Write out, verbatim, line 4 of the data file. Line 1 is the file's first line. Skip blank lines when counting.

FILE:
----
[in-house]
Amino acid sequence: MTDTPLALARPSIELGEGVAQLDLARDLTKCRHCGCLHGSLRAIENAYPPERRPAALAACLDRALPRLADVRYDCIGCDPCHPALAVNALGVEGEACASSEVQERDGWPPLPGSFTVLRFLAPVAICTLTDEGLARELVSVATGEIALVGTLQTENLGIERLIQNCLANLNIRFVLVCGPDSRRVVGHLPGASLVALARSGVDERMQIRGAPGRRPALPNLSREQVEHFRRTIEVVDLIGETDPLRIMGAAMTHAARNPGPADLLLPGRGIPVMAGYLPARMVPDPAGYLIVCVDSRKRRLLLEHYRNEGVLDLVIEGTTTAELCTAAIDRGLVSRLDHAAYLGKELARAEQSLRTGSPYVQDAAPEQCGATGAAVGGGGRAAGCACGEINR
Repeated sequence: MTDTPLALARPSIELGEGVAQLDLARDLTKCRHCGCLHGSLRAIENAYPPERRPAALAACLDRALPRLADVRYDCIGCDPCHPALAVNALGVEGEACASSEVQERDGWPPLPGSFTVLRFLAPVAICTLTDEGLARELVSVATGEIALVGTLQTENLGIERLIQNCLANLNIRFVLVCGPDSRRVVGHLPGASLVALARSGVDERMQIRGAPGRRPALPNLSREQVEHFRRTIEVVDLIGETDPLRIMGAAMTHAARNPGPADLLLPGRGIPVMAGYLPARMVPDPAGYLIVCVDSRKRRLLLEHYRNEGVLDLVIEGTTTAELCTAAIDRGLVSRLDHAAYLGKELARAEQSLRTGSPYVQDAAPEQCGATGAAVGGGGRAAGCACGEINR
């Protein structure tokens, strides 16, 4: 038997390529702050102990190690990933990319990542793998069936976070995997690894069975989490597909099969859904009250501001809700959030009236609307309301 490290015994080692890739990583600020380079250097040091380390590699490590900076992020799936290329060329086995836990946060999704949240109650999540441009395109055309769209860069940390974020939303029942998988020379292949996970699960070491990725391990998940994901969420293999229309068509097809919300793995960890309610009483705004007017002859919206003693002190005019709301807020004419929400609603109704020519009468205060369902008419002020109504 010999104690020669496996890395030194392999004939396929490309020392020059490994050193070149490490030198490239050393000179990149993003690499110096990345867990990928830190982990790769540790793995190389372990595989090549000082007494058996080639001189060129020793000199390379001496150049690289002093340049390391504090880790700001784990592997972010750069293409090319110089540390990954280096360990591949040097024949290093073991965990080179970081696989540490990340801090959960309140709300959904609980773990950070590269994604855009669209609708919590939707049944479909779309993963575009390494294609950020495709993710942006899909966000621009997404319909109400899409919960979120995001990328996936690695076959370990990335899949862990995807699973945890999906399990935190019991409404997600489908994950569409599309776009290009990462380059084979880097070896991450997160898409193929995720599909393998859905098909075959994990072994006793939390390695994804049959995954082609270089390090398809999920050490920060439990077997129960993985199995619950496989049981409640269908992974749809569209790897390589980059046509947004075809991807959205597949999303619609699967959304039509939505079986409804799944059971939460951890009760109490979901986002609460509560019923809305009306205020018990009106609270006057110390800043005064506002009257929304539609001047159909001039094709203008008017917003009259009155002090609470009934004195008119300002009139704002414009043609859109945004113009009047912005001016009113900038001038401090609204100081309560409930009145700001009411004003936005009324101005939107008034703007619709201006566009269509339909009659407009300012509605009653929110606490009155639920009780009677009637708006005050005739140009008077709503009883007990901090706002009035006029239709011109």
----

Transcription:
């Protein structure tokens, strides 16, 4: 038997390529702050102990190690990933990319990542793998069936976070995997690894069975989490597909099969859904009250501001809700959030009236609307309301 490290015994080692890739990583600020380079250097040091380390590699490590900076992020799936290329060329086995836990946060999704949240109650999540441009395109055309769209860069940390974020939303029942998988020379292949996970699960070491990725391990998940994901969420293999229309068509097809919300793995960890309610009483705004007017002859919206003693002190005019709301807020004419929400609603109704020519009468205060369902008419002020109504 010999104690020669496996890395030194392999004939396929490309020392020059490994050193070149490490030198490239050393000179990149993003690499110096990345867990990928830190982990790769540790793995190389372990595989090549000082007494058996080639001189060129020793000199390379001496150049690289002093340049390391504090880790700001784990592997972010750069293409090319110089540390990954280096360990591949040097024949290093073991965990080179970081696989540490990340801090959960309140709300959904609980773990950070590269994604855009669209609708919590939707049944479909779309993963575009390494294609950020495709993710942006899909966000621009997404319909109400899409919960979120995001990328996936690695076959370990990335899949862990995807699973945890999906399990935190019991409404997600489908994950569409599309776009290009990462380059084979880097070896991450997160898409193929995720599909393998859905098909075959994990072994006793939390390695994804049959995954082609270089390090398809999920050490920060439990077997129960993985199995619950496989049981409640269908992974749809569209790897390589980059046509947004075809991807959205597949999303619609699967959304039509939505079986409804799944059971939460951890009760109490979901986002609460509560019923809305009306205020018990009106609270006057110390800043005064506002009257929304539609001047159909001039094709203008008017917003009259009155002090609470009934004195008119300002009139704002414009043609859109945004113009009047912005001016009113900038001038401090609204100081309560409930009145700001009411004003936005009324101005939107008034703007619709201006566009269509339909009659407009300012509605009653929110606490009155639920009780009677009637708006005050005739140009008077709503009883007990901090706002009035006029239709011109």